There were three moments during my days of slogging over the moor that I remember as if they happened only yesterday. The first one came at the end of my second day. I had walked for two solid days and covered a good amount of miles. It really was a brilliant summer that year. Backpacking on the moor didn’t feel all that different to the summers I had spent roaming Italy and Greece. The good weather helped me battle my poor mental state of dejection. I resolved not to be too hard on myself, that I would set up camp early rather than late, so that I would still have evening warmth and light to read or even draw in my sketchbook. I had found an ideal map location, a clear field close to a church outside a small village. The church would provide security and was remote enough to be left at peace at the end of the day, or so I guessed.

Ha! My chosen field turned out to be the graveyard. I considered for a moment or two to stay but thought better in the end, lifted my rucksack and walked on, eagerly searching but not finding a friendlier camp location. I finally trod down a wooded valley and, too tired to continue any longer, put up my little tent somewhere at the bottom near a stream – the direct opposite of what I had wished for. I felt exhausted and cold. It was soon too dark to make any progress on my Dostoyevsky and a light flickering between trees in the distance disconcerted me. I only half convinced myself that, if I kept quiet, they wouldn’t be able to see me. I crept into my sleeping bag, zipped up the tent, and slept an uncomfortable night on the uneven surface of the forest floor.

It must have been around five in the morning when I woke up with a jolt. I instantly knew that I’d been found out. I could hear them rummaging around my tent, pulling on its lines to draw my attention. Were they humans or ghosts, the bodiless creatures that glide on the wisps of clouds drifting between the trees? As a boy my strategy in such situations was always to lie still and pretend I wasn’t there, but I knew that wouldn’t work this time. After a few nervous minutes I braved opening the zip of my tent and found myself eye to eye with a sizeable badger. He was there with a mate, sniffing out what goodies my humble camp might offer. To my enormous relief the pair were nothing unearthly and, even more startled than I, chose to retreat and disappear swiftly.

The second experience happened that following day and related more to faith than to fear. I had been so impressed with the accuracy of my new map and hugely enjoyed my ability to constantly determine my position and track my physical journey on the scaled down paper version, but I was flummoxed to find at one point the marked public footpath through a farm yard mercilessly blocked by a six foot high brick wall. I checked the map and checked again. The path should run in between the farm pond on the right and a stable block on the left, but, if that was correct, it ran straight into that wall. Had the cartographer been asleep, drawn the footpath in the wrong place? What other options were there? Could I circumnavigate the barricade and rejoin my chosen route later? I checked the map one more time against reality and only then noticed the ladder against the wall. Really? I grinned. The map had been right all along and my map reading skills were spot on. My chosen path went up and over.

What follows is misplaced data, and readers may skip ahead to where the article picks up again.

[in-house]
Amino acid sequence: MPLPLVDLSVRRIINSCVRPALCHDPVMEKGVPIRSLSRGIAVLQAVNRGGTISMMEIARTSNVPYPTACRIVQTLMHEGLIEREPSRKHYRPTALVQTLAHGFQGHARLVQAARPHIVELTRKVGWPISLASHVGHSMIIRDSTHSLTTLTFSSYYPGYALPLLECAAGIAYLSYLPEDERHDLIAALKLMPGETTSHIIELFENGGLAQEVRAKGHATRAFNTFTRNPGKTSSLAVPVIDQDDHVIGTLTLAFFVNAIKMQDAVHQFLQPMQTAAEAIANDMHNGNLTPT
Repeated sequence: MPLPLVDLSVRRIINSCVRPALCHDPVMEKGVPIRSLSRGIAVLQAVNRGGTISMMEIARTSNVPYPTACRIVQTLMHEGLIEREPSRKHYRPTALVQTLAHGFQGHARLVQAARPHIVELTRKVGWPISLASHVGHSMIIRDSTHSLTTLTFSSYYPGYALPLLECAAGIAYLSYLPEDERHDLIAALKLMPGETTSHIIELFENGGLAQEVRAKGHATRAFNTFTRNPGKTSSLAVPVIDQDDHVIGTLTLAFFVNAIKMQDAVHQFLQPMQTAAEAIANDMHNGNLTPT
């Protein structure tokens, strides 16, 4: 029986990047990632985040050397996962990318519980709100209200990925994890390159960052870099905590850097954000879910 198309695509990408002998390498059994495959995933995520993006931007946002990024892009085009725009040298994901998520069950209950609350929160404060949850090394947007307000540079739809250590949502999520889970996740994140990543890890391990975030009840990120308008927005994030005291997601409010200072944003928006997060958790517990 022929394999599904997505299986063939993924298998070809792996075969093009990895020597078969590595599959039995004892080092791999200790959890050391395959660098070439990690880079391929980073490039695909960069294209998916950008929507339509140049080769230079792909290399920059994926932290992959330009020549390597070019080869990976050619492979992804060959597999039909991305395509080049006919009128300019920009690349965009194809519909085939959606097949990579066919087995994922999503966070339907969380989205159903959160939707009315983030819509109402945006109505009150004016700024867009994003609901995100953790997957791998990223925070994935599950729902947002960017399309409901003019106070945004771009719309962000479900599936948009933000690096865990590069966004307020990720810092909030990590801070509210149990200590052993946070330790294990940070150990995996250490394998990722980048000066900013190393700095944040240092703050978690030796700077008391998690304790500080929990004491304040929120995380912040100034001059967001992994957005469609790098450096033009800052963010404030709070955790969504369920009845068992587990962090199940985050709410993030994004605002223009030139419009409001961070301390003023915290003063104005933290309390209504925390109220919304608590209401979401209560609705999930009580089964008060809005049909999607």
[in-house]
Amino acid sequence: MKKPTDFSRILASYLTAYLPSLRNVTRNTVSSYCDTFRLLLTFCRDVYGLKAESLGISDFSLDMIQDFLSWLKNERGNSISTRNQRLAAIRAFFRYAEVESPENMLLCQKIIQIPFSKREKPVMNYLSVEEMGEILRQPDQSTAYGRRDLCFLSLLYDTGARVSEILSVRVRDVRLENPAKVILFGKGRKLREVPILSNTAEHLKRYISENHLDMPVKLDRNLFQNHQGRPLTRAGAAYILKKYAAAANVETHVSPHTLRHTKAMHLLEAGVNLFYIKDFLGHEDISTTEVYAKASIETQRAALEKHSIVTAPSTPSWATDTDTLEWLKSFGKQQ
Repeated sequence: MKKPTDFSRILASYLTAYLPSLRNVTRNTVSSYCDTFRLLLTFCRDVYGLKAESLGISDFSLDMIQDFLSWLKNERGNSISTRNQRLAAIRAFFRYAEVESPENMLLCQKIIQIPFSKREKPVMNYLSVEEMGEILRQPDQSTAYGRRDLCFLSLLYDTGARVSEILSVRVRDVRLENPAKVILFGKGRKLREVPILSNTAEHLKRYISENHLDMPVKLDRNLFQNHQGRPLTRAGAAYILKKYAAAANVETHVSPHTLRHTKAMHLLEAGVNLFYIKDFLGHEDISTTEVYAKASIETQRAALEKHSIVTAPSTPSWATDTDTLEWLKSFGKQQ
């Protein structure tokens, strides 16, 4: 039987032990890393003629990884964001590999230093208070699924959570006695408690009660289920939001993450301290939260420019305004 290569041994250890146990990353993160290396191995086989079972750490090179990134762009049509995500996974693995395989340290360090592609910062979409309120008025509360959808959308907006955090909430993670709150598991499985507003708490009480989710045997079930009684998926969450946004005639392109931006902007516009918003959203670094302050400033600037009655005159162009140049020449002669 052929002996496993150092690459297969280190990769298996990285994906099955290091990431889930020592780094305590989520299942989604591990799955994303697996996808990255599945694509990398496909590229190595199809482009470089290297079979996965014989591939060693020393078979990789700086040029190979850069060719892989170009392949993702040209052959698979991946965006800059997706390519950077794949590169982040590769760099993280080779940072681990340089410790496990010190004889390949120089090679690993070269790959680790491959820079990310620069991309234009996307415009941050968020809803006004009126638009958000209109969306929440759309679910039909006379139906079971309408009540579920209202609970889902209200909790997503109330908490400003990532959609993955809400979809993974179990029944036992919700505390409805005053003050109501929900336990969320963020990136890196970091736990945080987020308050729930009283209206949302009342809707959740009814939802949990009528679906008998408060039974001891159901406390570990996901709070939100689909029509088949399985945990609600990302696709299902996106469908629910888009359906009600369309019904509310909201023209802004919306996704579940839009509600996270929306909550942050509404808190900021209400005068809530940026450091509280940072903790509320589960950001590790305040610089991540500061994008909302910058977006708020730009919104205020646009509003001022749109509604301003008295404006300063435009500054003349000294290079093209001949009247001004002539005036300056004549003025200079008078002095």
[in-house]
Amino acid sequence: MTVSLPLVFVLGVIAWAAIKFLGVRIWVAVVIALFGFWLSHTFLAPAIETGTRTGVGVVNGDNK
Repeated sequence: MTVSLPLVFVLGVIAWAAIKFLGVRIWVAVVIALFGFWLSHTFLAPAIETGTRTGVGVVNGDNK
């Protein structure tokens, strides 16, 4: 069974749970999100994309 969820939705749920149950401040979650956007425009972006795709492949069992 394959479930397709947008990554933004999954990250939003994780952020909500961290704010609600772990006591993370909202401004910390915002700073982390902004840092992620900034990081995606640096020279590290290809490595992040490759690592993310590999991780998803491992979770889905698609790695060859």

For many people an experience such as this may be irrelevant, something soon to be forgotten. To me, however, it still is significant, a couple of minutes in my life bursting with meaning, giving me a message of faith, of order perhaps, of things being in the right place.

More difficult to grasp, at least at that time, was what happened two hours after I scaled that wall. I had come to a small pool, rainwater collected in the cupped shape of a deserted quarry. I was hot and sweaty, so I stripped off and plunged in. There was no one around. In fact, I had hardly seen anyone all day, so after my swim I didn’t immediately step back into my clothes, but instead laid my body down on a large hot slab of stone to soak up the sunlight with my skin. Just for a few minutes, I thought, but the effort of my third walking day, added to the previous poor night sleep, got the better of me.